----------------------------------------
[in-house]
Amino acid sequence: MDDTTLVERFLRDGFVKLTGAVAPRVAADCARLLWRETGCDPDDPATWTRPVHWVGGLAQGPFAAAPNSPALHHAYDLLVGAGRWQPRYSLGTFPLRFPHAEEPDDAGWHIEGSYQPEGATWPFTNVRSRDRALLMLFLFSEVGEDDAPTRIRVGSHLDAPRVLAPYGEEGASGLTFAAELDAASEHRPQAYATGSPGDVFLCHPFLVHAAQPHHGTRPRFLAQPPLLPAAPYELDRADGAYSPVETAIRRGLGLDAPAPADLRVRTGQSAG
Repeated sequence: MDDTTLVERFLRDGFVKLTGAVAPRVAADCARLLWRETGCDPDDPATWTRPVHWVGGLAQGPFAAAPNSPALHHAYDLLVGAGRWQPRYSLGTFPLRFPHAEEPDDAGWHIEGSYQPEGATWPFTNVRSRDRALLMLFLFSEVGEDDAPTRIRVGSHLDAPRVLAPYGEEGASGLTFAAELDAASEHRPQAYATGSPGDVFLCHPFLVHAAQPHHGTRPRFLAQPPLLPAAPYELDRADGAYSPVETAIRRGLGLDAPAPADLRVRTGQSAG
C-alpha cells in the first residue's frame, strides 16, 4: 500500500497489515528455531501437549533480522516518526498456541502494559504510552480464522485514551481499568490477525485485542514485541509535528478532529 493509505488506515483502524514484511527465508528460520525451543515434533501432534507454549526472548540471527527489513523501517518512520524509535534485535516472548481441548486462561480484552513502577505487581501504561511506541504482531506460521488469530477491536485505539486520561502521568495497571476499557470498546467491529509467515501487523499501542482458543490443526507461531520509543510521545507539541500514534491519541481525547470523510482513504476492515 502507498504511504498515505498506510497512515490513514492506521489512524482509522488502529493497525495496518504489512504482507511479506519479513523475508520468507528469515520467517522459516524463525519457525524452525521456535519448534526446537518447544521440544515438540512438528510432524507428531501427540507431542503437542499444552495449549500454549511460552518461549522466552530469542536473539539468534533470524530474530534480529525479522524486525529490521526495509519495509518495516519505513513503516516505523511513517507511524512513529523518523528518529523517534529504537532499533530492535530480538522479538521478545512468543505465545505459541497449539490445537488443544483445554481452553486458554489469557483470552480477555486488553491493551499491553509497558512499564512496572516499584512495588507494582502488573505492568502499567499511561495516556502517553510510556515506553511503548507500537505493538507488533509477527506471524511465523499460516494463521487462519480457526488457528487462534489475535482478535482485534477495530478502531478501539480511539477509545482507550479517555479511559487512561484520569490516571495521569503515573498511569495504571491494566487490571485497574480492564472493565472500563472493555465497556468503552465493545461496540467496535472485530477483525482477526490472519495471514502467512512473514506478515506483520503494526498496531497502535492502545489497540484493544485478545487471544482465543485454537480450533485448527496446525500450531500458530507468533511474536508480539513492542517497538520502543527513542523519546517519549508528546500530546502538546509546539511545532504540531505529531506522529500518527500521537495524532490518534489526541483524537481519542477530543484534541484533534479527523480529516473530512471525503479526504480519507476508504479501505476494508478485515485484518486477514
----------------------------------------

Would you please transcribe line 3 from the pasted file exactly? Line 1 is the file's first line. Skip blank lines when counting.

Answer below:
Repeated sequence: MDDTTLVERFLRDGFVKLTGAVAPRVAADCARLLWRETGCDPDDPATWTRPVHWVGGLAQGPFAAAPNSPALHHAYDLLVGAGRWQPRYSLGTFPLRFPHAEEPDDAGWHIEGSYQPEGATWPFTNVRSRDRALLMLFLFSEVGEDDAPTRIRVGSHLDAPRVLAPYGEEGASGLTFAAELDAASEHRPQAYATGSPGDVFLCHPFLVHAAQPHHGTRPRFLAQPPLLPAAPYELDRADGAYSPVETAIRRGLGLDAPAPADLRVRTGQSAG